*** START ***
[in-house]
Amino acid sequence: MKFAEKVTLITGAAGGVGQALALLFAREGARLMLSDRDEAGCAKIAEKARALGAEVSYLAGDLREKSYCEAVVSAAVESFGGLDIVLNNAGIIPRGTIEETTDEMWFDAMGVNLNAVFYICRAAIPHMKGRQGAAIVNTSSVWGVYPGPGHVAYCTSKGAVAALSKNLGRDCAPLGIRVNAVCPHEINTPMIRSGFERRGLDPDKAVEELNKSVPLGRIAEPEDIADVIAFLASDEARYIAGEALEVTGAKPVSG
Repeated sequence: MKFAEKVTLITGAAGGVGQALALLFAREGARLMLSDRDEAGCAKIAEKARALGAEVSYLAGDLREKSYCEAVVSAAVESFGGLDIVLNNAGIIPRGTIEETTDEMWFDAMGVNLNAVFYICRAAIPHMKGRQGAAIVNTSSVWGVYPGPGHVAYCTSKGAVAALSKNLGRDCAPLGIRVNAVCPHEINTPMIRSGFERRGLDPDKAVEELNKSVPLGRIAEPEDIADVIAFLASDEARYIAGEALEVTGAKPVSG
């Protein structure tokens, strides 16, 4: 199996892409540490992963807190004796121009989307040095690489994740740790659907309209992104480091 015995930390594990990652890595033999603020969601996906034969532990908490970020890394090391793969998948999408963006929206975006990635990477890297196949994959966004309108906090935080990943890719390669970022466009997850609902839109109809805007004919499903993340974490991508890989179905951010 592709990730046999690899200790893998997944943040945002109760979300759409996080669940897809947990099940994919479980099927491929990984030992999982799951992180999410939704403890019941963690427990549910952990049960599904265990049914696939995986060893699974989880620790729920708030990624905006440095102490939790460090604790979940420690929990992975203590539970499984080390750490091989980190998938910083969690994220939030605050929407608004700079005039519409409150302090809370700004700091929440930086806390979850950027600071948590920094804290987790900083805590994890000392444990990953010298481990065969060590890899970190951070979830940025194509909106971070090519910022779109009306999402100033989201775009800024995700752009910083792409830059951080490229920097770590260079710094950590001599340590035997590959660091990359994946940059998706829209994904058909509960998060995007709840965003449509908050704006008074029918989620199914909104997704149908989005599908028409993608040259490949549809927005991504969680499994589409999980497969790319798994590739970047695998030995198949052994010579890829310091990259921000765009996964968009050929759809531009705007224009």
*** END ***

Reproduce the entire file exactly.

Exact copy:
[in-house]
Amino acid sequence: MKFAEKVTLITGAAGGVGQALALLFAREGARLMLSDRDEAGCAKIAEKARALGAEVSYLAGDLREKSYCEAVVSAAVESFGGLDIVLNNAGIIPRGTIEETTDEMWFDAMGVNLNAVFYICRAAIPHMKGRQGAAIVNTSSVWGVYPGPGHVAYCTSKGAVAALSKNLGRDCAPLGIRVNAVCPHEINTPMIRSGFERRGLDPDKAVEELNKSVPLGRIAEPEDIADVIAFLASDEARYIAGEALEVTGAKPVSG
Repeated sequence: MKFAEKVTLITGAAGGVGQALALLFAREGARLMLSDRDEAGCAKIAEKARALGAEVSYLAGDLREKSYCEAVVSAAVESFGGLDIVLNNAGIIPRGTIEETTDEMWFDAMGVNLNAVFYICRAAIPHMKGRQGAAIVNTSSVWGVYPGPGHVAYCTSKGAVAALSKNLGRDCAPLGIRVNAVCPHEINTPMIRSGFERRGLDPDKAVEELNKSVPLGRIAEPEDIADVIAFLASDEARYIAGEALEVTGAKPVSG
């Protein structure tokens, strides 16, 4: 199996892409540490992963807190004796121009989307040095690489994740740790659907309209992104480091 015995930390594990990652890595033999603020969601996906034969532990908490970020890394090391793969998948999408963006929206975006990635990477890297196949994959966004309108906090935080990943890719390669970022466009997850609902839109109809805007004919499903993340974490991508890989179905951010 592709990730046999690899200790893998997944943040945002109760979300759409996080669940897809947990099940994919479980099927491929990984030992999982799951992180999410939704403890019941963690427990549910952990049960599904265990049914696939995986060893699974989880620790729920708030990624905006440095102490939790460090604790979940420690929990992975203590539970499984080390750490091989980190998938910083969690994220939030605050929407608004700079005039519409409150302090809370700004700091929440930086806390979850950027600071948590920094804290987790900083805590994890000392444990990953010298481990065969060590890899970190951070979830940025194509909106971070090519910022779109009306999402100033989201775009800024995700752009910083792409830059951080490229920097770590260079710094950590001599340590035997590959660091990359994946940059998706829209994904058909509960998060995007709840965003449509908050704006008074029918989620199914909104997704149908989005599908028409993608040259490949549809927005991504969680499994589409999980497969790319798994590739970047695998030995198949052994010579890829310091990259921000765009996964968009050929759809531009705007224009």